Neolithic or Bronze Age Barrow
The site of a possible barrow which dates to between the Early Neolithic and Late Bronze Age periods. It is visible as an earthwork and is situated 850m south of The Hollows.
1 The long mound just N of the King Stone was thought by Stukeley and many others (notably Crawford) to be a long barrow. Ravenhill’s excavation appeared to suggest that it was natural. The mound is c70m long, 40m wide and about 1m in elevation. A further 20m extension to the E has been quarried away. In 1982 a 23m long trial trench was dug which indicated that the long mound was largely natural, but that a round cairn had been placed on top of it. Further excavation in 1983 confirmed the shape and located a central cist. The cairn is 17m in diameter and built largely of quarried limestone. The cist is built of large, heavily-weathered limestone slabs. The shape of the cairn is uncertain but the capstone is in place and it is unlikely that the cairn has been robbed. Traces of a probable funeral pyre and a child’s tooth were found on the NW of the cairn. The charcoal produced a radiocarbon date of 1540 +/- 70bp. On the SW of the cairn a second cremation deposit was located. This was covered by a small mini-cairn of stone 2m long and 1.3m wide. This produced a radiocarbon date of 1420 +/- 40bc. The mini-cairn had been extended to the NW and SW and this stone contained indeterminate Neolithic/Bronze Age sherds and a few fragments of cremated bone. Three hollows in the top of the cairn contained cremations, one possibly associated with Beaker sherds. The long mound was a natural mound used as a prominent position for a round cairn.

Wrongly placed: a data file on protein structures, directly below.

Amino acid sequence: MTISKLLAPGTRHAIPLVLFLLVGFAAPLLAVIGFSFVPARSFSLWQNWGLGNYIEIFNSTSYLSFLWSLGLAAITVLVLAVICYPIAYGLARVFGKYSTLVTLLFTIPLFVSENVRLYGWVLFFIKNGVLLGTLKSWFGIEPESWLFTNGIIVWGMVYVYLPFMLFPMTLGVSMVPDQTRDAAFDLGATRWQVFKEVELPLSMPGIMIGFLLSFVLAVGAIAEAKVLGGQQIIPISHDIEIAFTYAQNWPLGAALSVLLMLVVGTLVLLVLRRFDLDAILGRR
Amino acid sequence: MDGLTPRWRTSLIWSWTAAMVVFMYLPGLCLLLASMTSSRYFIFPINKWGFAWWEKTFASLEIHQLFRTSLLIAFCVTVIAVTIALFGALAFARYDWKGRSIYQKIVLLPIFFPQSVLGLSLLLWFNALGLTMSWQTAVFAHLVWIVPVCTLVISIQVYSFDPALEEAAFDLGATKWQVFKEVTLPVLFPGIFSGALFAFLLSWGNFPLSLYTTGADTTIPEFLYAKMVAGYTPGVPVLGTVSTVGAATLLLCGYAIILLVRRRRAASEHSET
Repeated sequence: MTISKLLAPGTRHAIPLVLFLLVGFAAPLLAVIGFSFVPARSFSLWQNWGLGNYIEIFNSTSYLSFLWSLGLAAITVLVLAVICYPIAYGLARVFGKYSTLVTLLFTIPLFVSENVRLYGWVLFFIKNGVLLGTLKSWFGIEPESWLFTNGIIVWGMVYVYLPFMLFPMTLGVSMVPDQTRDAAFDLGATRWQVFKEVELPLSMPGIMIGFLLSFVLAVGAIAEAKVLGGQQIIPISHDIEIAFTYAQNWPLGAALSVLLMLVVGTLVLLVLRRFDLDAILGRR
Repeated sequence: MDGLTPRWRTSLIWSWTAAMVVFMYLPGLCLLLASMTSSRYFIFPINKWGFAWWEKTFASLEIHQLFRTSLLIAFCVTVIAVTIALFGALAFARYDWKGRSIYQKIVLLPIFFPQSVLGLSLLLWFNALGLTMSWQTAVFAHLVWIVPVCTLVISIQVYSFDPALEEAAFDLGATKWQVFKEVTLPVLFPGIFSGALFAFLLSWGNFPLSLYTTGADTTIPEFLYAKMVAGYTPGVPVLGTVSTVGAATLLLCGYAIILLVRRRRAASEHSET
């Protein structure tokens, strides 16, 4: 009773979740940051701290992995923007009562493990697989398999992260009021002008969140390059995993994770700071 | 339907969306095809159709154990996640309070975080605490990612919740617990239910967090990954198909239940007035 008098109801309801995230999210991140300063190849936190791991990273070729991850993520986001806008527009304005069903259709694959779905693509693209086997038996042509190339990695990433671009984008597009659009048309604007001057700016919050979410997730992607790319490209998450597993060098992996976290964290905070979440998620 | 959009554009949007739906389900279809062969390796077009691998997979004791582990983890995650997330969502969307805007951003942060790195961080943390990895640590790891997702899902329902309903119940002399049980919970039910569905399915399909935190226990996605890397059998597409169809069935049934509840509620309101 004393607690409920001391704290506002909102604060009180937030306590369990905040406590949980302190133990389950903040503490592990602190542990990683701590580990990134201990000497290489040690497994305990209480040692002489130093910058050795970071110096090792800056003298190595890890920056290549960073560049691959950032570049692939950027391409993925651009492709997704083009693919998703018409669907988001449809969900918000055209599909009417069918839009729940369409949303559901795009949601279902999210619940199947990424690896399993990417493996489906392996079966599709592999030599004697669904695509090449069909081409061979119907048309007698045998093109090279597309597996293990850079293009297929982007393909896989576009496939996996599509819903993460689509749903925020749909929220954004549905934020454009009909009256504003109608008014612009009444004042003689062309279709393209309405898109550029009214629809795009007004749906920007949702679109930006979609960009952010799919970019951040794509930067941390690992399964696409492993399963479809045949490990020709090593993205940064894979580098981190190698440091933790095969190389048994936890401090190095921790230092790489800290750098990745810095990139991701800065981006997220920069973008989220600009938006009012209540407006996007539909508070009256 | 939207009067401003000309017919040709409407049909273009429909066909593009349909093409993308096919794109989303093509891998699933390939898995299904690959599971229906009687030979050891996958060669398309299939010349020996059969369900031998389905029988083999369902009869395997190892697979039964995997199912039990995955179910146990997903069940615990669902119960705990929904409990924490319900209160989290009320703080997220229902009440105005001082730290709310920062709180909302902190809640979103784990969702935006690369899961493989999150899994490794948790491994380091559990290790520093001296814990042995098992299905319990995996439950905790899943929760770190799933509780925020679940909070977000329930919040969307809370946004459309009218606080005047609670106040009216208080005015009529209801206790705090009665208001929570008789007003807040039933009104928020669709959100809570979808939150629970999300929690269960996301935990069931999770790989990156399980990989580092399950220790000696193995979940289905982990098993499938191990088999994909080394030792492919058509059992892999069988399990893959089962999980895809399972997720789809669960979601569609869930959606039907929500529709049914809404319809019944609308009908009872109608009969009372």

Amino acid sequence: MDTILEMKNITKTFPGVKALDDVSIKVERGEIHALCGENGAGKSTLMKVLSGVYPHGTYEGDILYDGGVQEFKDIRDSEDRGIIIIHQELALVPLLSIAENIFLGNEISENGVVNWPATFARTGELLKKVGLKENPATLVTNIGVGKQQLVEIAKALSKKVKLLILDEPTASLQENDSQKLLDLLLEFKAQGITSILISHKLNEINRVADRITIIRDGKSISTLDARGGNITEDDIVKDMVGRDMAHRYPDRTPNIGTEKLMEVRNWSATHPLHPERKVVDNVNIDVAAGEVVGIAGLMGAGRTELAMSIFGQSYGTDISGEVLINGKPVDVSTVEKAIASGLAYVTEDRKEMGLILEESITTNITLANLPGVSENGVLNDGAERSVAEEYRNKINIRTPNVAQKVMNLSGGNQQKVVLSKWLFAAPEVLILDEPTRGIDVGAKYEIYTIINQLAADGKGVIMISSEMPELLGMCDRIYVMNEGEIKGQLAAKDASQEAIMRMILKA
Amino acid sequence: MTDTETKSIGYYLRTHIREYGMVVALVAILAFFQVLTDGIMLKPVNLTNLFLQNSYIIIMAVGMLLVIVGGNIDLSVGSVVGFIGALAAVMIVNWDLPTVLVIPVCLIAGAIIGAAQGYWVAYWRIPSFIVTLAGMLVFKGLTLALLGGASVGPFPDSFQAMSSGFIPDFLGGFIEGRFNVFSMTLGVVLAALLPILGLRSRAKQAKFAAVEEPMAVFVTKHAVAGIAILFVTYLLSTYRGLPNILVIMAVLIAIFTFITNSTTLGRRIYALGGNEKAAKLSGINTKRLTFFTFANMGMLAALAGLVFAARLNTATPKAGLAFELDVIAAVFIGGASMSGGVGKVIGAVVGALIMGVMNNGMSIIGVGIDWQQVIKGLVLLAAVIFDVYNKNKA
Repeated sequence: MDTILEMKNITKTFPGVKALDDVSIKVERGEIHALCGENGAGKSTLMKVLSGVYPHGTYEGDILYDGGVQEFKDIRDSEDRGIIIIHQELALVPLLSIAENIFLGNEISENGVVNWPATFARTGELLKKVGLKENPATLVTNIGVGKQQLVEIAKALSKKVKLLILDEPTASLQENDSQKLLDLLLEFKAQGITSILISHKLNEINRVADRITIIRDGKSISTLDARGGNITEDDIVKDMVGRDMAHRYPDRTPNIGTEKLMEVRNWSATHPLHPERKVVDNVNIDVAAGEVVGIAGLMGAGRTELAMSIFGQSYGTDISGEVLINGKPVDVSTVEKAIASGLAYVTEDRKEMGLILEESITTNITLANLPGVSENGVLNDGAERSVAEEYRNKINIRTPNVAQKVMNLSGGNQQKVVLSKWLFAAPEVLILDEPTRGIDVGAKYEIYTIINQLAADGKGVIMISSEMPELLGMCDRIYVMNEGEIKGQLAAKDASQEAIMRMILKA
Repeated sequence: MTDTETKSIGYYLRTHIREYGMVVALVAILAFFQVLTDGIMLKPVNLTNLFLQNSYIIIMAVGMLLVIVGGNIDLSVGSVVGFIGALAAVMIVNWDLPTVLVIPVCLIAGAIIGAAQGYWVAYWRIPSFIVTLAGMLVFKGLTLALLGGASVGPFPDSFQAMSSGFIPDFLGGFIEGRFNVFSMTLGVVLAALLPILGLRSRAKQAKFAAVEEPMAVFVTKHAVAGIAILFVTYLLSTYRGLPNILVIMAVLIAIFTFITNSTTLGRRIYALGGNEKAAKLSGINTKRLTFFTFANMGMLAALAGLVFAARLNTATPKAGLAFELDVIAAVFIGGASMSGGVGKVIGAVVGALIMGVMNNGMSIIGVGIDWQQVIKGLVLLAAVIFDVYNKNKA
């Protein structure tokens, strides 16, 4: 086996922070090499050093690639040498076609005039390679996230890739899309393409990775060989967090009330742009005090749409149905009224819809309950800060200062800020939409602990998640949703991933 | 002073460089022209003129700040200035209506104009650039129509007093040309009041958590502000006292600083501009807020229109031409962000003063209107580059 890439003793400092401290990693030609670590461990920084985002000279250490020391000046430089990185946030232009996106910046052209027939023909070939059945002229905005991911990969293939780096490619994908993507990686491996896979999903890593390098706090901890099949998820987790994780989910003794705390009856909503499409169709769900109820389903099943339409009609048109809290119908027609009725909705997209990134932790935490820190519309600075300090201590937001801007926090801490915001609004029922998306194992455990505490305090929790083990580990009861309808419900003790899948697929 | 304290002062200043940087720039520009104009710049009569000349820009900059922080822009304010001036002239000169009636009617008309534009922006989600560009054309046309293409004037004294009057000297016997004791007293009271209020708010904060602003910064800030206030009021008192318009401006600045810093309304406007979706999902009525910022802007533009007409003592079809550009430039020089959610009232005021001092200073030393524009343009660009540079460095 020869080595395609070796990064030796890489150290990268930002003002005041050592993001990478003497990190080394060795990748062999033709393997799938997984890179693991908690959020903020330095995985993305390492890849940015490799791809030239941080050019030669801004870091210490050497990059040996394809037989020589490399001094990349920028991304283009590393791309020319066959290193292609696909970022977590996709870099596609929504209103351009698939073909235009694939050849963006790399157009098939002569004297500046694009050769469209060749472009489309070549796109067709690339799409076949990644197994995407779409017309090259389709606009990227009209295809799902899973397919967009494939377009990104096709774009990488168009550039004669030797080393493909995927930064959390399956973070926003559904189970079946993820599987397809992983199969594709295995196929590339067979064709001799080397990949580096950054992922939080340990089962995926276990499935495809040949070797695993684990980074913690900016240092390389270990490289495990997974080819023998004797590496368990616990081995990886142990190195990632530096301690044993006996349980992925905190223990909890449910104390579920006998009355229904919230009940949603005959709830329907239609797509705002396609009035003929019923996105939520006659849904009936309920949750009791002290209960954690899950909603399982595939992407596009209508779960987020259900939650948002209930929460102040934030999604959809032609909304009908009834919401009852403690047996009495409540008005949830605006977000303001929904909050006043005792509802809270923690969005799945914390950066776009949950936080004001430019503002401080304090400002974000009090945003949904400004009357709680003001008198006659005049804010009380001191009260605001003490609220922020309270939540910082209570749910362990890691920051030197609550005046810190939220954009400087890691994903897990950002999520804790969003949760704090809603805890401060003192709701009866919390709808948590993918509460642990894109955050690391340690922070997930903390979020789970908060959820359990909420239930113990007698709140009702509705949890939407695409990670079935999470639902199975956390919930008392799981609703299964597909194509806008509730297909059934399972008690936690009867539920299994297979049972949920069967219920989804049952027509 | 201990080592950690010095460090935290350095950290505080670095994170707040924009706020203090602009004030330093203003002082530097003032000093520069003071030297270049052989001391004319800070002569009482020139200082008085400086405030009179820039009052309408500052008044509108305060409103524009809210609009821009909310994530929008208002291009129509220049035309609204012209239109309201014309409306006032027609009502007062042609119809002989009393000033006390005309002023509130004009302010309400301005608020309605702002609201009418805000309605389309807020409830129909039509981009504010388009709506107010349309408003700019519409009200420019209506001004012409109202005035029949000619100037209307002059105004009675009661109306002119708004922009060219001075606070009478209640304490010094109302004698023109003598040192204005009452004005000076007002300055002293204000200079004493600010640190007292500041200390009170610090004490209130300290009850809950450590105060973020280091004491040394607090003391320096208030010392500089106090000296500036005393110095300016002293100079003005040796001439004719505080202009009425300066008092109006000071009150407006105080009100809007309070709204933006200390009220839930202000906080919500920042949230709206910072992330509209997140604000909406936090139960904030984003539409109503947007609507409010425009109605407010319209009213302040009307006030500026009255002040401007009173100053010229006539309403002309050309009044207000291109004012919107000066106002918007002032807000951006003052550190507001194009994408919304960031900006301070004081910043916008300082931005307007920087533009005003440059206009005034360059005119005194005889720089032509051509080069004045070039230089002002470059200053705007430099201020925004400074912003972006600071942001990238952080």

3 Scheduling revision.